For the first time…ever…tuberculosis (TB) is on the decline according to new data published today in the WHO 2011 global tuberculosis control report. This also report shows that the number of people dying from the disease fell to its lowest level in a decade (1.4 million in 2010, after reaching 1.8 million in 2003).
Some Key Tuberculosis report findings
- the number of people who fell ill with TB dropped to 8.8 million in 2010, after peaking at nine million in 2005;
- TB deaths fell to 1.4 million in 2010, after reaching 1.8 million in 2003;
- the TB death rate dropped 40% between 1990 and 2010, and all regions, except Africa, are on track to achieve a 50% decline in mortality by 2015;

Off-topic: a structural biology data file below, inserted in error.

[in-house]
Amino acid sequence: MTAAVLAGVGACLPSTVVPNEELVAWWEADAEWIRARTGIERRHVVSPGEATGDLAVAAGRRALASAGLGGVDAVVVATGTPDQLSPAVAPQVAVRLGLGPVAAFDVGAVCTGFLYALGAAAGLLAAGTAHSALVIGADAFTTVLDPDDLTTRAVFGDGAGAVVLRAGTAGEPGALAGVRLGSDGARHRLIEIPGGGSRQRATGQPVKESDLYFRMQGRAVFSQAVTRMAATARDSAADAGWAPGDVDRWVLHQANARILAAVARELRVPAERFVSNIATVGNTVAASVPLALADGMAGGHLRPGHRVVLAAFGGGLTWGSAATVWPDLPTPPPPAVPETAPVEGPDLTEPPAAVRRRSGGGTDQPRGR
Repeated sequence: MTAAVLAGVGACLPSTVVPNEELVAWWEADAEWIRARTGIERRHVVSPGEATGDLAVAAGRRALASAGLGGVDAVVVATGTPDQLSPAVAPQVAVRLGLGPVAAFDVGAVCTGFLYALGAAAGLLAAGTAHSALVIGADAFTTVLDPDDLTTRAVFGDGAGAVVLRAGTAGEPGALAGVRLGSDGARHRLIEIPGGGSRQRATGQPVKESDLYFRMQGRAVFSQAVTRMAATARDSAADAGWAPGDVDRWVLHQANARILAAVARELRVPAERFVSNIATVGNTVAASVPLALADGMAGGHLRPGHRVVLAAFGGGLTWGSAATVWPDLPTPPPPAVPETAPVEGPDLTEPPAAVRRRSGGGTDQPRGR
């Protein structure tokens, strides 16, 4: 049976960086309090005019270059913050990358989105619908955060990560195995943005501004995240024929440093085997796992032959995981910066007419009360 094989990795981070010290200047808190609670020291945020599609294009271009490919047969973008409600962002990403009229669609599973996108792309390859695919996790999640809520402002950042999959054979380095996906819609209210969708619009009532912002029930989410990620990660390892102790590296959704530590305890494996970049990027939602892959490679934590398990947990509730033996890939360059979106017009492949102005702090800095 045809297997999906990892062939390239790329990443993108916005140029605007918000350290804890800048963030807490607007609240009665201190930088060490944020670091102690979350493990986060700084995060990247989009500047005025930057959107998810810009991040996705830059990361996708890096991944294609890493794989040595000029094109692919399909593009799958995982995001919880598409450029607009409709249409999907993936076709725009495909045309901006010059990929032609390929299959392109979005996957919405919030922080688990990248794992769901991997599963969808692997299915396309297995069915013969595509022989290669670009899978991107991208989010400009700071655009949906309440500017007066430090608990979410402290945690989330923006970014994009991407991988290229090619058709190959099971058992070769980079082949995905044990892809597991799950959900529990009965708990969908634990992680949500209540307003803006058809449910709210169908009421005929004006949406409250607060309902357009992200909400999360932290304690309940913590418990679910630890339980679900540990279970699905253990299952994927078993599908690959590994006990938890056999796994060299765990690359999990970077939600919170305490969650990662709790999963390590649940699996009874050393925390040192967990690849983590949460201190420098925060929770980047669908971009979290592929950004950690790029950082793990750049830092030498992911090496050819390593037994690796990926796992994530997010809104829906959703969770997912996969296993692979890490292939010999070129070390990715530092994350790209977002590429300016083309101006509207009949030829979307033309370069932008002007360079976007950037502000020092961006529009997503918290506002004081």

- in 2009, 87% of patients treated were cured, with 46 million people successfully treated and seven million lives saved since 1995. However, a third of estimated TB cases worldwide are not notified and therefore it is unknown whether they have been diagnosed and properly treated.
Despite this tremendous progress, UN Secretary-General Ban Ki-moon warns that this is by no means a time reduce funding for the TB response.
“Fewer people are dying of tuberculosis, and fewer are falling ill. This is major progress. But it is no cause for complacency…Too many millions still develop TB each year, and too many die. I urge serious and sustained support for TB prevention and care, especially for the world’s poorest and most vulnerable people”.
For more details about the WHO 2011 global tuberculosis control report, read the original press release by WHO.